A Changing Perspective on the Eternal City Revealed

Blaeu’s Admiranda Urbis Romae (1663) Compared to Later Editions of the Town Atlas of Rome

in Quaerendo
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A comparison of Blaeu’s Admiranda Urbis Romae (1663) with later editions of the town atlas of Rome, published by Mortier (1704-05) and Alberts (1724), reveals a changing social perspective on Rome and its cultural heritage. Most remarkable is the increasing amount of attention dedicated to contemporary Rome by successive publishers of the town atlas. Even if the ancient monuments of the Eternal City continue to serve as a main focal point, they are treated from a changing angle, placing more and more emphasis on their surroundings and contemporary state. Furthermore, the public place that is still the centre of Rome’s public sphere, the piazza, starts to appear, indicating a growing interest in the city’s cultural life as it was emerging in the early eighteenth century. The observed development is analogous to the changing attitudes of subsequent generations of Grand Tourists, who seem more and more interested in the modern state of monuments and their cultural environment. Parallels on a broader, social scale are visible within the context of the Quarrel of the Ancients and Moderns, the artistic and literary debate that raged predominantly in England and France from the 1690s onwards. While the Ancients believed that only classical literature, science and arts offered models for excellence, the Moderns questioned the supremacy of classical civilization, attempting to assert the independence of modern culture from the heritage of Roman and Greek authorities.

A Changing Perspective on the Eternal City Revealed

Blaeu’s Admiranda Urbis Romae (1663) Compared to Later Editions of the Town Atlas of Rome

in Quaerendo




H.Th. van Veen‘A Tuscan Plan of Action for Joan Blaeu’s Book of Italian Cities’Lias18 (1991) p. 223.


Van Veen art. cit. (n. 5) p. 223.


H. de la Fontaine Verwey‘Dr. Joan Blaeu and his sons’Quaerendo11 (1981) p. 17.


Van der Krogt op. cit. (n. 2) p. 373.


In Van der Krogt op. cit. (n. 2) p. 373 it was stated that numbers 23 and 24 broadsheets were also taken from Fontana; they do not however appear in his Della trasportatione dell’obelisco vaticano (1590). This particular depiction was drawn – after Fontana’s original – by Giovanni Guerra (c.1540-1618) etched by Natale Bonifacio da Sebenico (1538-92) and published in 1586 by Bartolomeo Grassi (c.1553-95) in Rome. Cfr. D. Fontana Della trasportatione dell’obelisco vaticano et delle fabriche di Nostro Signore papa Sisto v fatte dal cavallier Domenico Fontana architetto di Sua Santità. Libro primo (Rome 1590) pp. 8-76; <http://www.georgeglazer.com/archives/prints/arch/stpetoblsk.html> (20 January 2015).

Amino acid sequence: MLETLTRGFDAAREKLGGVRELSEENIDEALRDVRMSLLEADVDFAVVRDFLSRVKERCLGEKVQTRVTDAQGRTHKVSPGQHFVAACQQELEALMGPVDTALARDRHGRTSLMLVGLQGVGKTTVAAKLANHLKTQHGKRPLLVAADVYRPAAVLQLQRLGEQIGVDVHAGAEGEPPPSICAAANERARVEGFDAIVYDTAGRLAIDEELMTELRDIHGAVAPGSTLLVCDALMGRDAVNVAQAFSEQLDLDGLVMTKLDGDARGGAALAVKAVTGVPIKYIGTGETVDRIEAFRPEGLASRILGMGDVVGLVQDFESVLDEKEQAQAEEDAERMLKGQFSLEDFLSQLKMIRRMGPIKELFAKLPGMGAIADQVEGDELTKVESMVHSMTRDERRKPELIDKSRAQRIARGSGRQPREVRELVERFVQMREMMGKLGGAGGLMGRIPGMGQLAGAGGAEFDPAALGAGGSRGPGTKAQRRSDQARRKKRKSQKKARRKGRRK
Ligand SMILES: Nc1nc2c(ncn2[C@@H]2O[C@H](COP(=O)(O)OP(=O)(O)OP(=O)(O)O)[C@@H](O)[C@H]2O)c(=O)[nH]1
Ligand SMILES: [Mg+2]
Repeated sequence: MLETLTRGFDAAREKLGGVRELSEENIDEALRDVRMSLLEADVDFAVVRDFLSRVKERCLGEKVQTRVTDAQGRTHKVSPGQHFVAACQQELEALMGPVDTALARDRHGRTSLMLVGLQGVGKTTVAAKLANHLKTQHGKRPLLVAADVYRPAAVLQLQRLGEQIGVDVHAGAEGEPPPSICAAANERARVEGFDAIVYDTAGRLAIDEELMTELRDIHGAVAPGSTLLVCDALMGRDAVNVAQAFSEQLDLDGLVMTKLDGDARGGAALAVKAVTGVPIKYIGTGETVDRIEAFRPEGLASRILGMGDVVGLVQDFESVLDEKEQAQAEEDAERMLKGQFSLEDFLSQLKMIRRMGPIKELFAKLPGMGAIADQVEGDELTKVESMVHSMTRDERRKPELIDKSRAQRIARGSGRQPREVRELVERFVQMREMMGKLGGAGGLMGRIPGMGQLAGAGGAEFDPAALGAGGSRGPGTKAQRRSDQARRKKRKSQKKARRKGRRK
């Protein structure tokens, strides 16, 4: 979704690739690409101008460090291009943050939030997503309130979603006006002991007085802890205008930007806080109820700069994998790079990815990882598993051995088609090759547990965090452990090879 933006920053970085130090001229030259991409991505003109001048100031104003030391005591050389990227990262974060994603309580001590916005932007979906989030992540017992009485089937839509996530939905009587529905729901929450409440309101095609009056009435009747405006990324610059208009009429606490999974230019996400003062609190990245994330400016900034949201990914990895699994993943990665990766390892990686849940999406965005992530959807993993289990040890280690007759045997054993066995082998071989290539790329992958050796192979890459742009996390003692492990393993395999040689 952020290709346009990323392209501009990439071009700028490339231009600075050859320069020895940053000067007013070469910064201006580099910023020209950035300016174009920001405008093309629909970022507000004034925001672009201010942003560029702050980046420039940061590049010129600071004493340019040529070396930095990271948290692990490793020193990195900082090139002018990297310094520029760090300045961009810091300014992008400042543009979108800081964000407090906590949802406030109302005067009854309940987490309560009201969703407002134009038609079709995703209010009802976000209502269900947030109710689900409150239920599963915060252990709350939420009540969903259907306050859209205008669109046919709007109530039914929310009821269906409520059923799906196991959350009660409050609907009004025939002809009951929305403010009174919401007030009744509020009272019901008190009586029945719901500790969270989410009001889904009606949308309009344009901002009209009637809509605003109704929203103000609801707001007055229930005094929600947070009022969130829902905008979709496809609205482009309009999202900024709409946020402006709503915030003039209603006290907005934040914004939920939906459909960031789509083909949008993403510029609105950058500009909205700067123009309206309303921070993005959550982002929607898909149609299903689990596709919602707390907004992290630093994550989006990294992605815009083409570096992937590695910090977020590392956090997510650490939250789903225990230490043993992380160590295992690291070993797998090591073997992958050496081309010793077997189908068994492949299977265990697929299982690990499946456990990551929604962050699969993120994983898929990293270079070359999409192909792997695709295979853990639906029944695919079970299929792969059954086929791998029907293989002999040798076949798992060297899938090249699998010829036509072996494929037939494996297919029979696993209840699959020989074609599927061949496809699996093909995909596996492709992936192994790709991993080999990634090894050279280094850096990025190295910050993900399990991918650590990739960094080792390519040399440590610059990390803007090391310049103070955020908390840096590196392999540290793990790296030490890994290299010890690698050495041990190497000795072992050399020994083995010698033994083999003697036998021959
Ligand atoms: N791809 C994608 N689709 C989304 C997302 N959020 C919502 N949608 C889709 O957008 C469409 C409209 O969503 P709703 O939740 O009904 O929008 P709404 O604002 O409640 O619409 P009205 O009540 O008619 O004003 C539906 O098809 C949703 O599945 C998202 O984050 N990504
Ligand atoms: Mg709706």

De la Fontaine Verwey art. cit. (n. 9) p. 5.


Van der Krogt op. cit. (n. 2) p. 366.


  • View in gallery
    Scheme explaining the outline of Blaeu’s Atlas of Italian Towns, Civitates Status Ecclesiastici, in: Joan Blaeu, Theatrvm civitatvm et admirandorvm Italiae, ad aevi veteris & praesentis temporis faciem expressum (Amsterdam 1663), addition to foreword (Special Collections, University of Amsterdam, hb-kzl 1808 A 21).
  • View in gallery
    Detail of the print of the transportation of the Vatican obelisk in: Joan Blaeu, Admiranda Urbis Romae (Amsterdam 1663) (Special Collections, University of Amsterdam, hb-kzl 1808 A 22).
  • View in gallery
    Detail of the Piazza del Popolo in: Joan Blaeu, Het Nieuwe Stede Boek van Italie, vol. 4 (Amsterdam 1704) (Library Koninklijk Nederlands Instituut Rome, knir; with kind permission of J. Mente and A. Coccarelli).

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